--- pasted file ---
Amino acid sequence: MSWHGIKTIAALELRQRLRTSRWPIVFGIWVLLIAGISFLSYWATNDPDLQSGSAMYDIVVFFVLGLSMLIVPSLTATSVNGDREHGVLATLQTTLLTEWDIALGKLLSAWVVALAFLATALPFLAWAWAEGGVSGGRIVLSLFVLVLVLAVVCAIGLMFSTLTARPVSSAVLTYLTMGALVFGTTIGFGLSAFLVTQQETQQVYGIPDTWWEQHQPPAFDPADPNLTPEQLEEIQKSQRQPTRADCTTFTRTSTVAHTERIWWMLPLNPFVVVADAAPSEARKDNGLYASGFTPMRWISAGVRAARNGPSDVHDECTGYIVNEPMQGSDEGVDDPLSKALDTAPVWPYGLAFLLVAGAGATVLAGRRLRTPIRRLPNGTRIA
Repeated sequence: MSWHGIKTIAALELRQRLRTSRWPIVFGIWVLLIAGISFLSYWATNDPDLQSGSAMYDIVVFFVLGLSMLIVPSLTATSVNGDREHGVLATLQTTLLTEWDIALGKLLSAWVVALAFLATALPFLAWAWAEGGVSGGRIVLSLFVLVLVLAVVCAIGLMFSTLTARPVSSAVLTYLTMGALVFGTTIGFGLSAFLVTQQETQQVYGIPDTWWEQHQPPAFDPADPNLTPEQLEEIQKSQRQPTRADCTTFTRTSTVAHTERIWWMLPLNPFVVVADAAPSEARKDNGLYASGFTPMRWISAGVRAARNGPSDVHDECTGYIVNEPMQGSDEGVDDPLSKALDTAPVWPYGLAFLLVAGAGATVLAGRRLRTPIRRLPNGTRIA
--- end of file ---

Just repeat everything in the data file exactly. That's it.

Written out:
Amino acid sequence: MSWHGIKTIAALELRQRLRTSRWPIVFGIWVLLIAGISFLSYWATNDPDLQSGSAMYDIVVFFVLGLSMLIVPSLTATSVNGDREHGVLATLQTTLLTEWDIALGKLLSAWVVALAFLATALPFLAWAWAEGGVSGGRIVLSLFVLVLVLAVVCAIGLMFSTLTARPVSSAVLTYLTMGALVFGTTIGFGLSAFLVTQQETQQVYGIPDTWWEQHQPPAFDPADPNLTPEQLEEIQKSQRQPTRADCTTFTRTSTVAHTERIWWMLPLNPFVVVADAAPSEARKDNGLYASGFTPMRWISAGVRAARNGPSDVHDECTGYIVNEPMQGSDEGVDDPLSKALDTAPVWPYGLAFLLVAGAGATVLAGRRLRTPIRRLPNGTRIA
Repeated sequence: MSWHGIKTIAALELRQRLRTSRWPIVFGIWVLLIAGISFLSYWATNDPDLQSGSAMYDIVVFFVLGLSMLIVPSLTATSVNGDREHGVLATLQTTLLTEWDIALGKLLSAWVVALAFLATALPFLAWAWAEGGVSGGRIVLSLFVLVLVLAVVCAIGLMFSTLTARPVSSAVLTYLTMGALVFGTTIGFGLSAFLVTQQETQQVYGIPDTWWEQHQPPAFDPADPNLTPEQLEEIQKSQRQPTRADCTTFTRTSTVAHTERIWWMLPLNPFVVVADAAPSEARKDNGLYASGFTPMRWISAGVRAARNGPSDVHDECTGYIVNEPMQGSDEGVDDPLSKALDTAPVWPYGLAFLLVAGAGATVLAGRRLRTPIRRLPNGTRIA